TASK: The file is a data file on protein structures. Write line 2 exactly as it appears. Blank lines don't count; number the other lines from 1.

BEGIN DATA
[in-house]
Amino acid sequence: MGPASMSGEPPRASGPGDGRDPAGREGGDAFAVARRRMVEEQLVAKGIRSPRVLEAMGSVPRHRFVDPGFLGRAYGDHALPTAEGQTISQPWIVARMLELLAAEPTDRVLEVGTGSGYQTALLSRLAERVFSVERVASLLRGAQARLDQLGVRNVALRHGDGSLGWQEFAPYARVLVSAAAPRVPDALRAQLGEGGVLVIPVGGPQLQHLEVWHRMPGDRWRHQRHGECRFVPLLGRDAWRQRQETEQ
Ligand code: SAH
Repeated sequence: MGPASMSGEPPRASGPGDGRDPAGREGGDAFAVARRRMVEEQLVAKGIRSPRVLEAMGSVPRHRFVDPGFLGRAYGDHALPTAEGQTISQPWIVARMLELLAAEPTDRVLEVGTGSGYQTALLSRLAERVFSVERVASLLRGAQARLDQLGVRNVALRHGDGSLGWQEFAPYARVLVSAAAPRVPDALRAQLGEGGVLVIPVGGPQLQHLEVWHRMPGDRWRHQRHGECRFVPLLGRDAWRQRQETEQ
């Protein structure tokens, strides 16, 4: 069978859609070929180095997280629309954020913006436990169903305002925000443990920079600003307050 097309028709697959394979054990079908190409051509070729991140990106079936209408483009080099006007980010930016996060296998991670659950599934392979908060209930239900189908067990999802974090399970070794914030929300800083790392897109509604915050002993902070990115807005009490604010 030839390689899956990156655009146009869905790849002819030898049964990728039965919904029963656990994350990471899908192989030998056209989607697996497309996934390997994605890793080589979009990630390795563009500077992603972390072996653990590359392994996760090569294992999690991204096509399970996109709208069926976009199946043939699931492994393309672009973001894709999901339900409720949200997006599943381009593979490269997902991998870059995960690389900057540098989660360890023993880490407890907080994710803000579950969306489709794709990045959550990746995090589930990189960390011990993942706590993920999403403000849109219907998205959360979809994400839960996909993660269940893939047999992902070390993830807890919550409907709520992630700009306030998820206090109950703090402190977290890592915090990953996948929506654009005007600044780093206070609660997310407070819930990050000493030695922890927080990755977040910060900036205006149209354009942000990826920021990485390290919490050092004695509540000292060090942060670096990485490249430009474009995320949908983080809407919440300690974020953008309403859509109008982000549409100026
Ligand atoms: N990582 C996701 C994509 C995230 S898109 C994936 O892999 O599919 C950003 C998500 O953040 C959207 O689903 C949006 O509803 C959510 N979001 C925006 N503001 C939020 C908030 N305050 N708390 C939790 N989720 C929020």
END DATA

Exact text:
Amino acid sequence: MGPASMSGEPPRASGPGDGRDPAGREGGDAFAVARRRMVEEQLVAKGIRSPRVLEAMGSVPRHRFVDPGFLGRAYGDHALPTAEGQTISQPWIVARMLELLAAEPTDRVLEVGTGSGYQTALLSRLAERVFSVERVASLLRGAQARLDQLGVRNVALRHGDGSLGWQEFAPYARVLVSAAAPRVPDALRAQLGEGGVLVIPVGGPQLQHLEVWHRMPGDRWRHQRHGECRFVPLLGRDAWRQRQETEQ